Pipiriki to Atene

Day 60 (Fri 8 Jan): Pipiriki to Matahiwi, via Jerusalem and London, along the Whanganui River Road

Started 7.15am, finished 1.40pm, 24k

Pain in the head status: Used another caffeine tablet in the night for a nocturnal headache and it worked again. It’s like a vampire headache, obliterated by coffee rather than a stake to the heart, and dispersed by daylight. I’m considering whether to take a shot of coffee before bed as a prophylaxis, but don’t like stumbling around at night in strange places needing to pee. I could just swallow a spoonful of instant but that’s pretty dire. Will take the watch and wait approach.

Word of the day: Sub rosa, secretly or confidentially

The overnight rain had passed by the time we started walking on the tarsealed Whanganui River Road, which provided occasional views of the River, lots more farm animal sightings, including a swarm of honeybees, if they count as farmed. I also had my first encounter with a peacock, on the side of the road, and their shrill wailing cry was almost as frequent as the magpies.

Around 12k in, we passed through Hiruharama/Jerusalem, and spent some time poking around the St Joseph’s church and convent there, established through the efforts of recently sainted Mother Suzanne Aubert, a French nun with a passion for the well-being of children and the Maori people.

Another 9k on, we traversed Ranana/London, which took about five minutes, the highlight being the collection of apple trees on the side of the road that we systematically tested to find the best variety. Still, there can’t be that many people in the world who can say they walked through Jerusalem and London in the course of a morning.

Our final tourist visit was to the water-powered Kawana Mill, which in its heyday ground flour from wheat grown in the surrounding areas. It fell into disrepair once the wheat farming dried up but has since been restored to become a museum of sorts. I was more interested in sitting down than reading the information panels, to be honest. Road walking gives your feet a hammering.

But it was only 1.5k from the mill to Matahiwi, where there was a cafe and cabins for hire. Luckily the cafe was open so we could sample the delicious home baking of the owner, and also book into a cabin for the night. It turned out that our cabin had been visited by a patron sub rosa, unbeknownst to the owner, who had left a pair of pyjamas under the pillow. The pyjamas held no discernable clue to the identity of the stealthy sleeper, except that they might fit a largish lady with poor attachment to her nightwear. The owner gave us another cabin, and a phone to use in case of suspicious interlopers.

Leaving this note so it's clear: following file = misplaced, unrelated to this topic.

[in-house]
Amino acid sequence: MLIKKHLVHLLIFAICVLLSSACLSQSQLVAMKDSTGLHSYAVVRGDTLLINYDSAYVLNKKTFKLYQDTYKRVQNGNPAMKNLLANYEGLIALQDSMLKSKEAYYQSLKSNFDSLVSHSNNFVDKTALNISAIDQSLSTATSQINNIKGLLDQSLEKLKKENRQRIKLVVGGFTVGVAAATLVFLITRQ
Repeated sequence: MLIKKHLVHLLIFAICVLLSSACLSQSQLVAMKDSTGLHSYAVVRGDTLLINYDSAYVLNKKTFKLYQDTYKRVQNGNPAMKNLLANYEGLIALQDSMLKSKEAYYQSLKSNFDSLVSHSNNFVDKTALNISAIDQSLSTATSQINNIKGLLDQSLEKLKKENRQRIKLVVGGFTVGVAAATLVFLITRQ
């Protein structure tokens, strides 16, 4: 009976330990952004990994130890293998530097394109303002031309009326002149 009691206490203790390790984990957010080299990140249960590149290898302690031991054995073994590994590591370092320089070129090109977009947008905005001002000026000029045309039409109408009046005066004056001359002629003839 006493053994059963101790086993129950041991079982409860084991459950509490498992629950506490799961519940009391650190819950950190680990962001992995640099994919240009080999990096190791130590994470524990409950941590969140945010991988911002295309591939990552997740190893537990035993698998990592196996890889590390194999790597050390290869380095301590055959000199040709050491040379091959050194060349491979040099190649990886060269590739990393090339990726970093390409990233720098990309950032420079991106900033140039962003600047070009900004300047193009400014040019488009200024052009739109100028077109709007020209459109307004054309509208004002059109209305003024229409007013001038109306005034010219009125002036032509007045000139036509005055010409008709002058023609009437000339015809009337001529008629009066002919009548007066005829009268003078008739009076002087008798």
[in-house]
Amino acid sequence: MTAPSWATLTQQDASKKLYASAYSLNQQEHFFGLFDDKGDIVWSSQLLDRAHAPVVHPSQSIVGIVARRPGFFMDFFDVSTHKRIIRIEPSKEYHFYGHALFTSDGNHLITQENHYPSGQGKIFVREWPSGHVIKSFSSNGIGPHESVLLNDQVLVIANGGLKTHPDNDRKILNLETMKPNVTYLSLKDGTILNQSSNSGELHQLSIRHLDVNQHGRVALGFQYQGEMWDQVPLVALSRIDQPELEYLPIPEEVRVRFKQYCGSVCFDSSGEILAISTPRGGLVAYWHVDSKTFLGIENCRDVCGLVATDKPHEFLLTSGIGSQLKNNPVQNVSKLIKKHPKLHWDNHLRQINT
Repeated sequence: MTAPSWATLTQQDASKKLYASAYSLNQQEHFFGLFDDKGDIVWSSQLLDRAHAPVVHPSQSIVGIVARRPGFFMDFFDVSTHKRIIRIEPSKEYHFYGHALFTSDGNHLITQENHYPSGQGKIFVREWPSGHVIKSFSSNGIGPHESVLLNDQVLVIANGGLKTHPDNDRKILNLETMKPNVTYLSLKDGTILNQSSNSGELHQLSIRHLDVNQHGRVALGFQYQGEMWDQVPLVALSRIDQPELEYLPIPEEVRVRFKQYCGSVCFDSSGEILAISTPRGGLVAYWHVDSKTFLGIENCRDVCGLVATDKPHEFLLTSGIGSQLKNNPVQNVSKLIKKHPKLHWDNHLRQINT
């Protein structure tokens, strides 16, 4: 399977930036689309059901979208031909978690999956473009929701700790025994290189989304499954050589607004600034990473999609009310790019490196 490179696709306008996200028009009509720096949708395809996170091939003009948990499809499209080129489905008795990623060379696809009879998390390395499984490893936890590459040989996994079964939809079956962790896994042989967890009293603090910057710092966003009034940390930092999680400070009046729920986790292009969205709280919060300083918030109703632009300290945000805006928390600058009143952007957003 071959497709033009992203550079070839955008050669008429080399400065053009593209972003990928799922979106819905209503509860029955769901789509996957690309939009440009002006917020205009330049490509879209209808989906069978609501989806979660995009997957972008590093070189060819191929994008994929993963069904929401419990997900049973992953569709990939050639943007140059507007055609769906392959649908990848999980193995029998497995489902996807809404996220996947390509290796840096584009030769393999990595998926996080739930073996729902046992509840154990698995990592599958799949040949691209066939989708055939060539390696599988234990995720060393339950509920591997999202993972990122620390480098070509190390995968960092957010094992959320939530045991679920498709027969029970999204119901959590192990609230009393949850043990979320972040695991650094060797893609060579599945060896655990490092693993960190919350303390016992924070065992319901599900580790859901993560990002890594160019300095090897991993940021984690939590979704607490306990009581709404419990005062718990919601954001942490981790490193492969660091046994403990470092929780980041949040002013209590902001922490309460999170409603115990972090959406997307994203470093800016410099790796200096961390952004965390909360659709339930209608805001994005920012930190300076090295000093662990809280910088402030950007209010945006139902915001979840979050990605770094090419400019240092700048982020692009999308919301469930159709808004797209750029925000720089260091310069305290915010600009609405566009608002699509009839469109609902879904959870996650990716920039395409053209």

Mistake of the day: It was so hot when we arrived in Matahiwi that I thought it would be an opportune time to wash out my tramping clothes, especially the shorts still dusty from the gravel road walking to Whakahoro. But no sooner had I done so, the sun was obscured by blackening clouds, the temperature dove and thunder and lightning broke loose. It then rained for several hours and the sun never reappeared. So much for clean dry clothes tomorrow.

Day 61 (Sat 9 Jan): Matahiwi to Atene

Started 7.45am, finished 1.25pm, 24k.

Pain in the head status: Nothing to report, to my relief.

Word of the day: Insouciance, Casual unconcern, nonchalance.

By morning, the rain had passed, leaving a heavy mist over the hills. My damp, semi-clean tramping clothes soon dried off once I started walking, but then got damp again with sweat, but it only got hot around midday when the sun finally burnt through the cloud.

The highlight of this section of the river road should have been the marae and museum at Corinth/Koriniti, but it was closed due to COVID. This was perturbing, since as far as I know we haven’t had a community case of COVID in NZ for months. Other mysterious closures on the road include Kauika camp (at Ranana) and, most disappointingly, a shop that sold ice creams.

Our main entertainment was examining the culverts on the road, and dodging the free range farm animals, who mostly observed us with admirable insouciance, bar the piglets who thought we might feed them and started a riot.

If Corinth was a let-down, passing through Athens/Atene was even less of an event, although I did remember walking this stretch of road years before at the end of the Atene Skyline Walk, where you can see where the Whanganui River once flowed almost in a circle inside a steep hill until it burst through to create a more direct route to the sea.

Downes Hut, accessible by boat; the river has turned brown after all the rain

We walked 4 or 5k beyond Atene to reach Rivertime Lodge, the only accommodation option we could find in this part of the river. After rudely waking the owner from an afternoon snooze on an outdoor couch, we made the unexpected discovery that there was Wi-Fi, so settled in for an internet blitz. All the questions that have piled up in the past week can now be put to Google, like: is it legal for campgrounds to sell single muesli bars that have ‘not for individual sale’ printed on them? What is that vine that drops round yellow seeds the size of grapes that pop when you stand on them? What causes a horizontal nail ridge? All are about to be answered.

We are at the blue dot – next stop, Whanganui (by road not river)

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